When is snow like money?
There’s not much snow on the ground, but there’s enough to ski. Well, sorta.
There’s news of drought, the reservoirs are low and it hasn’t been snowing much. When the country is in deficit, running at a loss, and there are dire forecasts of cashflow, there is still twenty dollars in my pocket. Not all of the runs are open, but there’s enough for a fun day.
So what’s the problem? What drought? What deficit? There’s enough snow for me. Isn’t that enough?
When do you feel a drought first hand? I would venture to say only when it touches you directly. What would it take?
- Water didn’t come out of your faucet.
- Bottled water was extremely expensive or not available.
- The lake where you like to swim was dried up.
But these things don’t happen–or at least not often. It’s similar with a government deficit or when the government is going to shut down because they don’t have any money. Let’s say:
- They’ll shut down the government.
- National parks will close.
- Mail service would halt.
But again, it doesn’t really happen … well, not true, the parks did shut down, I noticed that. But the stores are still open, some huge percentage of the population works and the grocery store is full of food and the restaurants are full of people.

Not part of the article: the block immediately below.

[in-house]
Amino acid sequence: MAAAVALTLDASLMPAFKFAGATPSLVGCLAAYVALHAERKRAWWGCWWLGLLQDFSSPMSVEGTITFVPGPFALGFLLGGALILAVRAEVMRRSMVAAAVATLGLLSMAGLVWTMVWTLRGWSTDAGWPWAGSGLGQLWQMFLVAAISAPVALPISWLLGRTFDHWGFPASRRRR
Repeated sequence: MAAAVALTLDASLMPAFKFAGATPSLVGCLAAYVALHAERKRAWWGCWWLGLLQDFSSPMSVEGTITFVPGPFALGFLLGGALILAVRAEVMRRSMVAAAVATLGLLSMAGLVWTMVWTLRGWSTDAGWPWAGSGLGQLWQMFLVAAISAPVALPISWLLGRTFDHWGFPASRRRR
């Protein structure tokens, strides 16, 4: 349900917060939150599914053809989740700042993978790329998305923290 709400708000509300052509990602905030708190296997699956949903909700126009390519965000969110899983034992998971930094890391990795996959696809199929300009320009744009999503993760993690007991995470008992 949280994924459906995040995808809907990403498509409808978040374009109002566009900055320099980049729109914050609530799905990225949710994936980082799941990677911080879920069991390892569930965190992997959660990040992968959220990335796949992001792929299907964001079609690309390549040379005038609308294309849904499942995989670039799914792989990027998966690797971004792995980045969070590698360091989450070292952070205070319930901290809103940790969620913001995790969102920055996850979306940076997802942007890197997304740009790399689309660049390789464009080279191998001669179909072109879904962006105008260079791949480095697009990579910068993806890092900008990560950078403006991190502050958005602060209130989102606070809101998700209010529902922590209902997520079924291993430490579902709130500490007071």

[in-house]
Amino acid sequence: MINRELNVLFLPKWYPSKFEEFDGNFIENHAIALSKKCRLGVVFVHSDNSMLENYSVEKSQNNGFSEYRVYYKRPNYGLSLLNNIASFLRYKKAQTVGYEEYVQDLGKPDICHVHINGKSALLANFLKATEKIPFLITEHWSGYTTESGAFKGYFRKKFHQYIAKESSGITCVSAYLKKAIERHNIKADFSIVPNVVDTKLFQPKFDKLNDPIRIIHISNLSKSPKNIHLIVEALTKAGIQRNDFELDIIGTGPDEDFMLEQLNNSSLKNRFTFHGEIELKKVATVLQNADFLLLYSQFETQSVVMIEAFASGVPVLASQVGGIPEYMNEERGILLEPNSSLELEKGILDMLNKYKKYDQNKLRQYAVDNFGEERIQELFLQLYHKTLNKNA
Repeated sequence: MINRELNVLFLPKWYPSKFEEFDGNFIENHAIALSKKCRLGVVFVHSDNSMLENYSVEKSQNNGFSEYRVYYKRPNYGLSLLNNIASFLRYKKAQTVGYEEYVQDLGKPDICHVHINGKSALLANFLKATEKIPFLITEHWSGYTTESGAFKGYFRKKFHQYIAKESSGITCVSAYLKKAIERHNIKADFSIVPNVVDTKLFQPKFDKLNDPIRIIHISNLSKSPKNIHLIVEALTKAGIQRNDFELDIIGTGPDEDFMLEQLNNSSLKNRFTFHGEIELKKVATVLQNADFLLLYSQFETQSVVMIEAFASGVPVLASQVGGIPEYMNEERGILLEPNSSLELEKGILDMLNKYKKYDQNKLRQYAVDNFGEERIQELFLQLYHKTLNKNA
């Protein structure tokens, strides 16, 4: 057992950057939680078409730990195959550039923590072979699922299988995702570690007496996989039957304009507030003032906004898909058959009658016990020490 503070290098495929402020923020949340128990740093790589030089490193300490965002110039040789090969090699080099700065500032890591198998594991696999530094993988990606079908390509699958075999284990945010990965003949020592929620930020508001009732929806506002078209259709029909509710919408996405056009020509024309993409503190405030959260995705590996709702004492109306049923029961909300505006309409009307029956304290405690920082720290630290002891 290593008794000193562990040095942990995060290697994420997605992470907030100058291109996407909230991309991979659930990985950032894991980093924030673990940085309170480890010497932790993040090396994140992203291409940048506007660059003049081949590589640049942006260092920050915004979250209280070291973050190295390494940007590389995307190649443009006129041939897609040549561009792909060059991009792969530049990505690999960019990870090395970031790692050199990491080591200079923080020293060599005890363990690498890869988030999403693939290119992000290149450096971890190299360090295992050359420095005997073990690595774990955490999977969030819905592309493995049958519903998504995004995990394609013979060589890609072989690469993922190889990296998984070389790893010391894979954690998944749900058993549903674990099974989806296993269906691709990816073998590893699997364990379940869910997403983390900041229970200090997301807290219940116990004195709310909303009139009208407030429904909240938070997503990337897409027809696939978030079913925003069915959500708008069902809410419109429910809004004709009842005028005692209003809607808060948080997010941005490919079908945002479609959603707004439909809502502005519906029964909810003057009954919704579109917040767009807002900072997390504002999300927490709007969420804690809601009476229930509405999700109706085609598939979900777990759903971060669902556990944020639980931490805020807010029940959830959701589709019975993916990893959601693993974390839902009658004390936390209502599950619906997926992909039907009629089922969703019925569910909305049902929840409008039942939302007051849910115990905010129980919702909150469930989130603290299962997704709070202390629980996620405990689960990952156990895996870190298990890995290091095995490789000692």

The ocean is full of water, my tap is running and my water bill is not memorable.
So what does it take for us to notice something on a macro level? It’s quite easy: it takes changes on the micro level. When it hits you, when you see, smell, taste or feel the change, then it’s hitting home. Then you notice, then you want to do something about it, then you care.
But there was still enough snow on the slopes today for runs to be open. But barely.
This is one of those topics where the Write Every Day is a good breeding ground for ideas. I’m pretty sure I didn’t make my point terribly clear here, I might not have even had a point and even if I did, I’m not sure it’s terribly important. But it’s out there and if it’s worth something, it can be revisited.